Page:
Walking with Ghosts by Gabriel ByrneWhat it is: celebrated Irish actor Gabriel Byrne's humble and intimate memoir detailing his working-class origins and his 40-year career.
Topics include: Byrne's childhood spent in seminary school, which he left after he was molested by a priest; how alcoholism spurred his complicated relationship with fame.
Book buzz: Byrne's lyrical writing style has earned him comparisons to Irish literary icons James Joyce and Seamus Heaney.
Bravey: Chasing Dreams, Befriending Pain, and Other Big Ideas by Alexi PappasWhat it's about: In the aftermath of her mother's suicide, which happened when she was five, Alexi Pappas sought an adventurous life, becoming a filmmaker and record-setting Olympic runner.
Why you might like it: Pappas' candid debut offers an inspiring roadmap to overcoming hardships and following your dreams.
Want a taste? "This book is about making a life, not just living a life. We will grow up together here."
True Believer: The Rise and Fall of Stan Lee by Abraham RiesmanWhat it is: a well-researched biography of Marvel Comics icon Stan Lee.
What sets it apart: Abraham Riesman's illuminating portrait offers fresh insights on Lee's troubled family relationships, failed business dealings, and authorship disputes with artists Steve Ditko and Jack Kirby.
Reviewers say: "This detailed, clear-eyed examination pulls back the curtain on one of America's great storytellers and is sure to reignite debates over Lee's legacy" (Publishers Weekly).
You'll Never Believe What Happened to Lacey: Crazy Stories About Racism by Amber Ruffin and Lacey Lamar Starring: NYC-based comedian and Late Night with Seth Meyers writer Amber Ruffin; and her sister Lacey Lamar, who lives in Omaha, NE.
What's inside: Lacey's firsthand accounts of the racist treatment she's received living in the Midwest, paired with the sisters' funny yet frank commentary on each incident and illustrative photographs.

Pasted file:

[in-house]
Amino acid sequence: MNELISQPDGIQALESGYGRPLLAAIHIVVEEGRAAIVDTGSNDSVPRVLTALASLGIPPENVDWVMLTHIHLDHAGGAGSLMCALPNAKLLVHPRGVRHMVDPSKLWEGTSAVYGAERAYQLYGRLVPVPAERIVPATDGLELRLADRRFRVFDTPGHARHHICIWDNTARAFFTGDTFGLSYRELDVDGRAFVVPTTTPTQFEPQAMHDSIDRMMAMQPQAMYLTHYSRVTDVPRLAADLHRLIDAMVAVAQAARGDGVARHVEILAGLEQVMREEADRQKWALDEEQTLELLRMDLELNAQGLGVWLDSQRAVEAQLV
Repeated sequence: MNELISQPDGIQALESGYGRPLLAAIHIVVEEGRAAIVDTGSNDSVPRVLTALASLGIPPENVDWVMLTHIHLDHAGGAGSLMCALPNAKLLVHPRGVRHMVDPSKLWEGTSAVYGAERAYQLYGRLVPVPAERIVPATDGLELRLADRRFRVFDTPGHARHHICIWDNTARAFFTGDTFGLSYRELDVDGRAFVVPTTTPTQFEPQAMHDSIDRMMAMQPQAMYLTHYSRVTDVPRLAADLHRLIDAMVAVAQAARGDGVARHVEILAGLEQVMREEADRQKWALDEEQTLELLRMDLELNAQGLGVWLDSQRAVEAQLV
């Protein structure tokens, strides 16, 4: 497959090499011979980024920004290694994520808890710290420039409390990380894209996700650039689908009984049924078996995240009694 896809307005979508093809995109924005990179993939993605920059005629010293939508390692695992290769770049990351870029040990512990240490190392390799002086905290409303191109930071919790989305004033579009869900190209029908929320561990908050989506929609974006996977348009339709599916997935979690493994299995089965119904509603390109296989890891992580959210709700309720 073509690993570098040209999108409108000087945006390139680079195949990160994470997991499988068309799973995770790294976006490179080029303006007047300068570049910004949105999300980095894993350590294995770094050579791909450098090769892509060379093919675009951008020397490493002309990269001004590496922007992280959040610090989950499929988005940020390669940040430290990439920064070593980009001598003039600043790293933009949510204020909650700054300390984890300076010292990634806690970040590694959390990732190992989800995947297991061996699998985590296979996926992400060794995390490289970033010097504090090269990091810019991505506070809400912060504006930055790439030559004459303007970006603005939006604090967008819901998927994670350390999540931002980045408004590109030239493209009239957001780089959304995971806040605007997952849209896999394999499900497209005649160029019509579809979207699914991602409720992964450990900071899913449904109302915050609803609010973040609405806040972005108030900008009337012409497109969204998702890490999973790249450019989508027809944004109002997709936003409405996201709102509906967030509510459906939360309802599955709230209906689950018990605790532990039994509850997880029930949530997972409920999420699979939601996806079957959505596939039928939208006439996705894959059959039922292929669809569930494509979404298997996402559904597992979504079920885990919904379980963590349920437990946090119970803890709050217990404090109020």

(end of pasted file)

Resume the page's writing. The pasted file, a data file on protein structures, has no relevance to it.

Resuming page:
Who it's for: With its conversational tone, this “must-read” (Library Journal) will appeal to Black women who can relate to the authors' experiences and to readers looking for eye-opening insights on racism.
Just As I Am by Cicely TysonWhat it is: an engaging memoir by iconic Emmy and Tony Award-winning actress Cicely Tyson, published just two days before her death in January at age 96.
Topics include: how Tyson broke barriers and combatted stereotypes in the entertainment industry, including being the first Black actress to wear her natural hair on TV and earning an Oscar nomination for 1972's Sounder, her first lead film role; her volatile relationship with Miles Davis, to whom she was married for eight years.
Save Yourself by Cameron EspositoWhat it's about: comedian and Queery podcast host Cameron Esposito's path toward finding herself and embracing her lesbian identity.
Read it for: the author's witty reflections on navigating her post-coming out relationships with her family and her Catholic faith ("I think my Catholicism broke").
For fans of: candid coming-of-age memoirs by LGBTQIA entertainers like Tegan Quin and Sara Quin's High School or Andrew Rannells' Too Much Is Not Enough.
The Princess Diarist by Carrie FisherWhat it is: actress Carrie Fisher's self-deprecating behind-the-scenes account of making the first Star Wars movie at age 19.
Featuring: Fisher's earnest diary entries and poems written during the film's production, which reveal her crush on (and eventual affair with) co-star Harrison Ford; her present-day recollections on the relationship.
Want a taste? “If Harrison was unable to see that I had feelings for him (at least five, but sometimes as many as seven) then he wasn't as smart as I thought he was -- as I knew he was."
Everything's Trash, But It's Okay by Phoebe Robinson; foreword by Ilana GlazerWhat it is: comedian Phoebe Robinson's irreverent follow-up to the New York Times bestselling You Can't Touch My Hair: And Other Things I Still Have to Explain.
Essays include: "The Top Ten Non-Trash Moments of My Life;" "Meeting Bono Twice Was My Reparations;" "How to Be Alone and Only Mildly Hate and Lukewarm Love It."
Try this next: For another freewheeling essay collection by a witty multi-hyphenate, try Samantha Irby's We Are Never Meeting in Real Life.
Rabbit by Patricia WilliamsWhat it's about: comedian Patricia Williams' (aka "Ms. Pat") impoverished upbringing in 1980s Atlanta and her determination to find a better life for her own children.
For fans of: inspiring accounts of overcoming adversity that pull no punches, like Tiffany Haddish's The Last Black Unicorn.
Don't miss: Williams' caseworker offhandedly suggesting she turn to comedy when her criminal record made it difficult to find a job.
Dear Girls: Intimate Tales, Untold Secrets & Advice for Living Your Best Life by Ali WongWhat is: an upbeat and unfiltered collection of letters addressed to comedian Ali Wong's toddler-age daughters, offering hard-won advice from her life on and off the stage.
Topics include: Wong's Vietnamese Chinese upbringing; early career failings; marriage and motherhood; hobnobbing with celebrities.
Reviewers say: "A down-to-earth collection that is raw but not irreverent" (Kirkus Reviews).
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